12 October 1537 – Birth of Edward VI

Posted By on October 12, 2011

Edward VIAt two o’clock in the morning on Friday 12th October 1537, St Edward’s Day, Jane Seymour finally gave birth to the future King Edward VI after a long and tiring 30 hour labour. Henry VIII had a legitimate son and heir at long last!

Church bells around London pealed in celebration, parish churches around the country sang the Te Deum, bonfires were lit, the city merchants gave out fruit and wine, German merchants gave wine and beer to the poor, and the happiest of days was ended by two thousand rounds being fired into the sky from the Tower of London. It was a day of celebration, not only for Henry and Jane but also for the country.

You can read more about Edward’s birth in my article “Happy Birthday Edward VI” and the astrology surrounding his birth in Robert Parry’s article “Happy Birthday Edward VI – Venus and Saturn in Conjunction” over at The Elizabeth Files.

Notes and Sources

5 thoughts on “12 October 1537 – Birth of Edward VI”

  1. miladyblue says:

    I wonder if Henry would have been so willing to turn Heaven and Earth upside down for a son, if he had known how extraordinary his daughter with Anne would turn out to be, especially since “consumption,” whether it was tuberculosis or some other ailment, cut poor Edward down so young.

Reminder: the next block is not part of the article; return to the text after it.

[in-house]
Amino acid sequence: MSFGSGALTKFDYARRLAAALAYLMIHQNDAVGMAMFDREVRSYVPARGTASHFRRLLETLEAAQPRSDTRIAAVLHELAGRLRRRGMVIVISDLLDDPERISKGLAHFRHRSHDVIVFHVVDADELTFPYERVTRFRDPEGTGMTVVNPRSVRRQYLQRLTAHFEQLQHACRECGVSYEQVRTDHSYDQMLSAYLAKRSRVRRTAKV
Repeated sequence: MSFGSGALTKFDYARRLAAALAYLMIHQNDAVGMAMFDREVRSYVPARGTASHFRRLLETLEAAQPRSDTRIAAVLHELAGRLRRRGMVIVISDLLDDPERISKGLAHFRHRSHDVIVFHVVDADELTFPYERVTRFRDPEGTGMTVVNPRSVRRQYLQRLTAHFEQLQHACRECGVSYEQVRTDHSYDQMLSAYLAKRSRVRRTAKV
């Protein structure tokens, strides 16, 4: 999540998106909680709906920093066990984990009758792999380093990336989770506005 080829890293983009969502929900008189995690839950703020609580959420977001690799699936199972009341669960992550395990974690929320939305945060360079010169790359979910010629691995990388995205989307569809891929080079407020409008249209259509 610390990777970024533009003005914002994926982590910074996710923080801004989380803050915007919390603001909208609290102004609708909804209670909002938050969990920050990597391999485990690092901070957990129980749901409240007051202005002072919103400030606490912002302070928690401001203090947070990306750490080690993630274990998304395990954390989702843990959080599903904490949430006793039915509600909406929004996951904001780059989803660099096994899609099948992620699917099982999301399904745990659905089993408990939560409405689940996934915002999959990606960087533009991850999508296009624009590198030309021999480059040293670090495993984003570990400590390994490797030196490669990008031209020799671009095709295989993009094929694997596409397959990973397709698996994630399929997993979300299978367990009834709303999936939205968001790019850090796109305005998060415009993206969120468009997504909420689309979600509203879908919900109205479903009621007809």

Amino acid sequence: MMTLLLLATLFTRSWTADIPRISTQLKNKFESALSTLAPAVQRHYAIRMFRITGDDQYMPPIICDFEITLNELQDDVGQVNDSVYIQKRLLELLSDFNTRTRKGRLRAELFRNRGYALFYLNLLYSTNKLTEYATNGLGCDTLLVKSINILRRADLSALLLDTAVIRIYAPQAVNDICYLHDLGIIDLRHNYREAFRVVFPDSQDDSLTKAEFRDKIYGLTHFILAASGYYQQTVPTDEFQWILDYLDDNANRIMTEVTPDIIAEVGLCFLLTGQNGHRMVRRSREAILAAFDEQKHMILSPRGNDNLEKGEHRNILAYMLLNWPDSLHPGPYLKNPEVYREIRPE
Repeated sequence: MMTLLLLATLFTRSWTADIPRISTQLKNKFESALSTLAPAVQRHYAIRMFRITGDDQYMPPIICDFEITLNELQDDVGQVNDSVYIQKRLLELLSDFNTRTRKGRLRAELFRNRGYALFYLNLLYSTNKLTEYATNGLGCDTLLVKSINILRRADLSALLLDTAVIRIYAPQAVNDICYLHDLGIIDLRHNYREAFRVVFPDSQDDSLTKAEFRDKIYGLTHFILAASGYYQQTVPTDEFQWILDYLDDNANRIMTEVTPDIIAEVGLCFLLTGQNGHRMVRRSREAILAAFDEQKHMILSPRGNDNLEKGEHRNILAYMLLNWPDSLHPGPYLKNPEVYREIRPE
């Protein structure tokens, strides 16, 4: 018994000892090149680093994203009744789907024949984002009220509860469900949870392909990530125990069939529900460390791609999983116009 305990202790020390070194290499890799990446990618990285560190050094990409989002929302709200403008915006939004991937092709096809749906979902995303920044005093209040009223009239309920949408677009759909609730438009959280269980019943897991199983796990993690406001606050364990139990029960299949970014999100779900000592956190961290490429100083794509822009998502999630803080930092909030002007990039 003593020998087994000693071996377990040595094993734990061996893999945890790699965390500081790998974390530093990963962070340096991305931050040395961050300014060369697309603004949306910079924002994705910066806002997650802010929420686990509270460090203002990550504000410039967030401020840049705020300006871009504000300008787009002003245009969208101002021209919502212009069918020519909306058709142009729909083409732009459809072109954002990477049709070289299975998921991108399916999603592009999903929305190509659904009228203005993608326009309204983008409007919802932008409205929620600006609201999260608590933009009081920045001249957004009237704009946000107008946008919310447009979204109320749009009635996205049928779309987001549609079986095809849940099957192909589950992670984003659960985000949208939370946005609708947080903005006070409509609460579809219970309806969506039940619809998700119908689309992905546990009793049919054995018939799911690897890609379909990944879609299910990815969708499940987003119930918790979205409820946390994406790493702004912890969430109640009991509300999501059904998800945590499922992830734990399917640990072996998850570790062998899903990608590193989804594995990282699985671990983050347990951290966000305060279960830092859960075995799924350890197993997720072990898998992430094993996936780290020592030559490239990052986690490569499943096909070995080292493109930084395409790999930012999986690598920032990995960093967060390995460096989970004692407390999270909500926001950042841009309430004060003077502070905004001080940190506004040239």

1. Julie B says:

      Also, the premature loss of his wife following the birth of Edward!
      Edward or Elizabeth never knew their mother, how sad.

      1. miladyblue says:

        I think both Anne and Jane would have been pleased with the influence Catherine Parr was over Elizabeth and Edward – she was gentle, loving, kind, concerned for not only their physical wellbeing, but also their education and upbringing. She was the closest thing both ever knew to a mother, and she brought the family together.

  2. David says:

    Happy Birthday little guy…..you never had a chance from the very beginning of your life. I have always felt sad for you!! You were a victim and not a son…!!

    1. miladyblue says:

      I agree – Henry wanted a successor, and was more concerned with that, than truly being a dad. But that is judging him by modern standards, and not by the realities of the time, a smooth continuation of the Tudor dynasty.

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